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Or just as likely, we’ve got questions and you’ve got answers.

Challenge: Get Happy!

Stop thinking that "the extra" will make you happy because it won't

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You don't need more money.

You don't need a bigger house.

You don't need a better career, higher salary, or more impressive job title.

You don't need a fancier (ahem, expensive) car.

You don't need designer shoes and purses.

You don't need to go on elaborate and costly vacations.

You don't need to eat caviar and porterhouse steaks every night for dinner.

You don't need to buy the rarest wines.

You don't always need to look "put-together."

You don't need to steadily "have it together."

Your kids don't have to act, look, or be perfect.

You don't need a gazillion friends.

You don't need a clean house.

You don't need an impressive degree or extensive employment history.

You don't need to be popular.

You don't need to be right.

You don't need a bangin' body.

You don't need a whole heap of junk that, in the end, well, it doesn't mean a damn thing.

The other day, I took my three-year-old to the aquarium, and upon our departure, I bought her a popsicle.

As we were walking to the car, she asked me "why" I had bought it for her.

Good question.

My answer?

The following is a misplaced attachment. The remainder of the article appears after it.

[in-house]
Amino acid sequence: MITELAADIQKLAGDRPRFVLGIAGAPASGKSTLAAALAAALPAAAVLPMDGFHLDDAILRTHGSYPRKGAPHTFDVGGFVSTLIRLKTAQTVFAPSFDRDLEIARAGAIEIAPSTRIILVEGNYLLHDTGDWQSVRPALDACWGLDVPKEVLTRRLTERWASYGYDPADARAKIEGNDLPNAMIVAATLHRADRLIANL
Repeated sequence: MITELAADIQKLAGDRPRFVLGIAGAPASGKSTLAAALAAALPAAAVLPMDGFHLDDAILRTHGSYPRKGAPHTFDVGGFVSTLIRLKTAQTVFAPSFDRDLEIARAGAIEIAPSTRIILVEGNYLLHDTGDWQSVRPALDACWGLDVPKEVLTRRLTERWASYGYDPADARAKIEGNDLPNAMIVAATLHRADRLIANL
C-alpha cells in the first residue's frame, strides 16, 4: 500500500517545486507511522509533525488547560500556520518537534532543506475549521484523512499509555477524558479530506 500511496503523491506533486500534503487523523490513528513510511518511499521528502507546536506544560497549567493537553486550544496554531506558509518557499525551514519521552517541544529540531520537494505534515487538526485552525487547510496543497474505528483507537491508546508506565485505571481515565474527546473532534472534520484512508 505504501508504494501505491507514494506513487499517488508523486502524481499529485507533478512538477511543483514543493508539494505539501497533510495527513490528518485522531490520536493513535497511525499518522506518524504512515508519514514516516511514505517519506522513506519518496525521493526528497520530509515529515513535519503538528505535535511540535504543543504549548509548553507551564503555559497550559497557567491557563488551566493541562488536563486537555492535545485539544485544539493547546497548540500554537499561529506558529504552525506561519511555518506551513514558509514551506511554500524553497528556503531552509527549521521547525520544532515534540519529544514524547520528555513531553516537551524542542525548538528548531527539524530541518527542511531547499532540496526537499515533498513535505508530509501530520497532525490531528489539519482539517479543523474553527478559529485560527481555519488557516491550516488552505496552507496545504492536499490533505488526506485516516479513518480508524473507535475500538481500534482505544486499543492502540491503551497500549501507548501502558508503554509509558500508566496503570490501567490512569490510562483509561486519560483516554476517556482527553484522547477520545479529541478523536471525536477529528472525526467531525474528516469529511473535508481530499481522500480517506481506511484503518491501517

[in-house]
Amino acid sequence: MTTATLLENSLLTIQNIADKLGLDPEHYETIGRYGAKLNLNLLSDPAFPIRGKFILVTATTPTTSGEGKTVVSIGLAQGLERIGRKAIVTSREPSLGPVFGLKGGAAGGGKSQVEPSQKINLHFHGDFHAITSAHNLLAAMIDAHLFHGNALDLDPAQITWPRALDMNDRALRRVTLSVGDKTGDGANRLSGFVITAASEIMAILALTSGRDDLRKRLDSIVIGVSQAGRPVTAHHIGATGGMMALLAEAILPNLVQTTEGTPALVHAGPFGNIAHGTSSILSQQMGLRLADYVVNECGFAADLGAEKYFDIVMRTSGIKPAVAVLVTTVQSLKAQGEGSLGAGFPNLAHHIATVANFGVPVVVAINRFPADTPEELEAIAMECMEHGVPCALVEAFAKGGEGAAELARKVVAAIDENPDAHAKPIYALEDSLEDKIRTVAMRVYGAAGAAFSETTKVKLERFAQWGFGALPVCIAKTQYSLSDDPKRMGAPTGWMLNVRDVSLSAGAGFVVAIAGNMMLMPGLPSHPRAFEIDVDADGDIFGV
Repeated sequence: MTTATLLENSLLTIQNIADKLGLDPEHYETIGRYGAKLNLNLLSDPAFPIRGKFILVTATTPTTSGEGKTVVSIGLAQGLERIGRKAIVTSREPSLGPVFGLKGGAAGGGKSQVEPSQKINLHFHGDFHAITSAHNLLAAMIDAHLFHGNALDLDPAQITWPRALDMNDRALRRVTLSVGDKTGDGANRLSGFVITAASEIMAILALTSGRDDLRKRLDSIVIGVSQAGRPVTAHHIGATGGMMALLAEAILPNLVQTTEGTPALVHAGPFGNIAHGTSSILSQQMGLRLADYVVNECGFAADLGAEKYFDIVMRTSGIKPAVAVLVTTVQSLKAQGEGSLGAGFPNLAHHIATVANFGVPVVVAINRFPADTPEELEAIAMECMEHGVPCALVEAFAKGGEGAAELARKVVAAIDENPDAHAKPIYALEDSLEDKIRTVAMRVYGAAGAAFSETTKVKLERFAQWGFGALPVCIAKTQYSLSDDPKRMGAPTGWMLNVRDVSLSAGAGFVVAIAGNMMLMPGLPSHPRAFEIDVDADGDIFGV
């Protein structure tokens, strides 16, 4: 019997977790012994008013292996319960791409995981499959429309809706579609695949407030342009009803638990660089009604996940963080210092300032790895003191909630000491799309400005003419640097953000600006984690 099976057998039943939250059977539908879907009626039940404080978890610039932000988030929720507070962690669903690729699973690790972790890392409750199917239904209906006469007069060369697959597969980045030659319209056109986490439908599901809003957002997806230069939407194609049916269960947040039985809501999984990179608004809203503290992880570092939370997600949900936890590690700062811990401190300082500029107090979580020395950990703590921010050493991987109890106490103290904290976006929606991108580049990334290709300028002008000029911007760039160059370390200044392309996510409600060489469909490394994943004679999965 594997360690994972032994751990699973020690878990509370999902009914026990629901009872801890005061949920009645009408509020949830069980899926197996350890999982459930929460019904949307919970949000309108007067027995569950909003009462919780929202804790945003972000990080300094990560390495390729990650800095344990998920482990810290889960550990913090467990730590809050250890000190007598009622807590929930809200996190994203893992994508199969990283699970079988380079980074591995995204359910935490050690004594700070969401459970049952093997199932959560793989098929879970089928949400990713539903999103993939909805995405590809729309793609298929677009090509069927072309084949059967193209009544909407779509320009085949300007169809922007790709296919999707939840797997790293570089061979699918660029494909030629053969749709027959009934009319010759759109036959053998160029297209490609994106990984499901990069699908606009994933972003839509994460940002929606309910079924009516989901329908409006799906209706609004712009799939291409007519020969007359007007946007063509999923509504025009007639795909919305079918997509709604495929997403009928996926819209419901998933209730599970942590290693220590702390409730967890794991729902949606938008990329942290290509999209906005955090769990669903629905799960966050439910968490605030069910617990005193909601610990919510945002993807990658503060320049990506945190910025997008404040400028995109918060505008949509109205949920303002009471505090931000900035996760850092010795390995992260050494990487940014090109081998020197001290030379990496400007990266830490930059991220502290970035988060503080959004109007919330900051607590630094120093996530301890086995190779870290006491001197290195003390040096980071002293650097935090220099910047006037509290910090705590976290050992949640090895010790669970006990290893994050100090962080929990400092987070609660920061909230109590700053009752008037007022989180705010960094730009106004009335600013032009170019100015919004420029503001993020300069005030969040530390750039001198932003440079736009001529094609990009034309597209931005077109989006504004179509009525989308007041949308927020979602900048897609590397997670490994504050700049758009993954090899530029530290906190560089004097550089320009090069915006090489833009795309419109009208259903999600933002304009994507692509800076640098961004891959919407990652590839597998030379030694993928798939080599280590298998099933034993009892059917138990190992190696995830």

Well, I told her that, quite simply,

"I know you like popsicles, and I wanted to make you happy."

Listen to her reply:

"I didn't need a popsicle, Mom. I was already happy."

From the mouths of babes, right?

If that wasn't a lightbulb for me that I need to stop appeasing and placating my children with actual popsicles and myself with phantom popsicles




and even praying

that "the extra" will make me happy – the short answer is,


It never has, and it never will.

The only thing that affects a person's happiness is their outlook and frame of mind.

I don't think that we need a popsicle.

She obviously didn't.

I propose that all that any of us needs, is

a perspective change, attitude adjustment and, perhaps, a bit more gratitude for the inherently delightful ordinary.

And, oh yeah, maybe more enlightening conversations with three-year-olds

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